KA BARRACLOUGH 1,2, A GLEESON 2, SG HOLT 1,2, JWM AGAR 3
1Department of Nephrology, Royal Melbourne Hospital, Parkville, Victoria; 2Victorian Clinical Network, Department of Health and Human Services, Melbourne, Victoria; 3Department of Renal Medicine, University Hospital Geelong, Barwon Health, Geelong, Victoria.
Aim: The GREENS survey aimed to 1) establish a baseline for environmental sustainability (ES) in Victorian renal healthcare, and 2) guide future initiatives to reduce its environmental impact.
Background: The recurrent, per capita resource consumption and waste generation profile of dialysis is second to none in healthcare. The environmental and financial costs are high and unsustainable.
Methods: Nurse unit managers of all Victorian public dialysis facilities received an online link to the survey, which asked 107 questions relevant to the ES of dialysis services.
Results: Responses were received from 71/83 renal facilities in Victoria (86%), representing 628/660 dialysis chairs (95%). Low energy lighting was present in 13 facilities (18%). Only 18 (25%) recycled reverse osmosis water while 7 (10%) reported use of renewable energy. 56 facilities (79%) performed comingled recycling but only 27 (38%) recycled polyvinyl chloride plastic. A minority educated staff in appropriate waste management (n=30;42%) or formally audited waste generation and segregation (n=19;27). There was limited use of tele- or video-conferencing to replace staff meetings (n=19;27%) or patient clinic visits (n=13;18%). 44 facilities (62%) provided secure bicycle parking but only 33 (46%) provided shower and changing facilities. A minority (n=28;39%) considered ES in procurement decisions. Only 33 (46%) reported any level of preparedness to cope with climate change. Only 39 services (49%) confirmed an ES policy and few had ever performed an ES audit (n=14;20%), formed a green group (n=14; 20%), or were currently undertaking a green project (n=8;11%). Only 15 facilities (21%) made any formal effort to raise awareness of ES.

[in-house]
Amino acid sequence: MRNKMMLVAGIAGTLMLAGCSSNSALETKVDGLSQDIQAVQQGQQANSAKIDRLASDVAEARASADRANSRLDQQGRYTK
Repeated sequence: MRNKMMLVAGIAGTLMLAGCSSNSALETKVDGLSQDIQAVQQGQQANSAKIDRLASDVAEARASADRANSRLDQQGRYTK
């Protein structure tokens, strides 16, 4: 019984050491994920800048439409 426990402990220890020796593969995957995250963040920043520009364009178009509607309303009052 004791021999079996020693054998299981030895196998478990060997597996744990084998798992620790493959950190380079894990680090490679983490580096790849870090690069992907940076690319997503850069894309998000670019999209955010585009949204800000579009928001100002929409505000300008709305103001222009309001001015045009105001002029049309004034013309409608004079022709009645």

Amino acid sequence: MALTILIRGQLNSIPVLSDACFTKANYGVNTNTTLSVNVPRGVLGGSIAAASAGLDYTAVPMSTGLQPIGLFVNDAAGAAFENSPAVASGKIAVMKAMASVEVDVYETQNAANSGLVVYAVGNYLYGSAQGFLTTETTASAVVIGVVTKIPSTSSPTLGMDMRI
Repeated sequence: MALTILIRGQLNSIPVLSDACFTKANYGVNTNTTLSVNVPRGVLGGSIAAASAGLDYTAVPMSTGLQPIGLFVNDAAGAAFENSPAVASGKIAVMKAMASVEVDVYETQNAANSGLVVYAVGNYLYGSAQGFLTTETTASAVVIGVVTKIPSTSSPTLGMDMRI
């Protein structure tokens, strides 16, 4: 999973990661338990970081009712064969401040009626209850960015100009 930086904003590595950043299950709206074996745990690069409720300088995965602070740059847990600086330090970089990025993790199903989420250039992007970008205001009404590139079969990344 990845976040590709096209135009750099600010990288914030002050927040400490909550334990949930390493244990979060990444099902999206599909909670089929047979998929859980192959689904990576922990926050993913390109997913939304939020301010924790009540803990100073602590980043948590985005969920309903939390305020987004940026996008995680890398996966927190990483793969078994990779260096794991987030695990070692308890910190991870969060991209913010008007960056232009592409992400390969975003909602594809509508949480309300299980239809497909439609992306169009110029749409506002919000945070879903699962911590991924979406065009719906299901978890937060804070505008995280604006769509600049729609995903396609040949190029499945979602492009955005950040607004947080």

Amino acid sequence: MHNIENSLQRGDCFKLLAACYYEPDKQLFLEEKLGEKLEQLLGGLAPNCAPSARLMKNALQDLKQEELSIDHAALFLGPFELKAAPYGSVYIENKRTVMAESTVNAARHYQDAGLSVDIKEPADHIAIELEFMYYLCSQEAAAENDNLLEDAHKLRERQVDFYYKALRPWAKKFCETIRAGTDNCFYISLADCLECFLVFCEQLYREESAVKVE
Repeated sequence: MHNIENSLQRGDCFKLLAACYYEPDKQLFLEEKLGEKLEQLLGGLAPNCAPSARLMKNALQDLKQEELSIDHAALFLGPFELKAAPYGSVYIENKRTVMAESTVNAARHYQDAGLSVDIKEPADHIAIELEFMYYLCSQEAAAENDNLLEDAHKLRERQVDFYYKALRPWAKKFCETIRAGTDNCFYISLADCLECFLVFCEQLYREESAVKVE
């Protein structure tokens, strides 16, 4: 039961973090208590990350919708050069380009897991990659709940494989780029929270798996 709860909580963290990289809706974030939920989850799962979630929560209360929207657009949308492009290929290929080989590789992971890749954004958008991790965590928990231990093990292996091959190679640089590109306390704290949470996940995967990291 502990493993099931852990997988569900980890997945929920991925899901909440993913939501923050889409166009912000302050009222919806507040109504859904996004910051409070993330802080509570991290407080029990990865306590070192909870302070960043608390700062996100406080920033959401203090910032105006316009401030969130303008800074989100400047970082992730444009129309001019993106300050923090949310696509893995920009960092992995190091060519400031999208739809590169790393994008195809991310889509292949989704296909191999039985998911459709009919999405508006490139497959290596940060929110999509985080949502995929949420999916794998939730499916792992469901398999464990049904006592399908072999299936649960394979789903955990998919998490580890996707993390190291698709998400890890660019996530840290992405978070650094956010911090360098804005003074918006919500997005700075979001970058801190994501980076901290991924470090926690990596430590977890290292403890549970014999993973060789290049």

Conclusions: The need for practice and culture change is urgent if the ongoing delivery of high-quality care is to be ensured.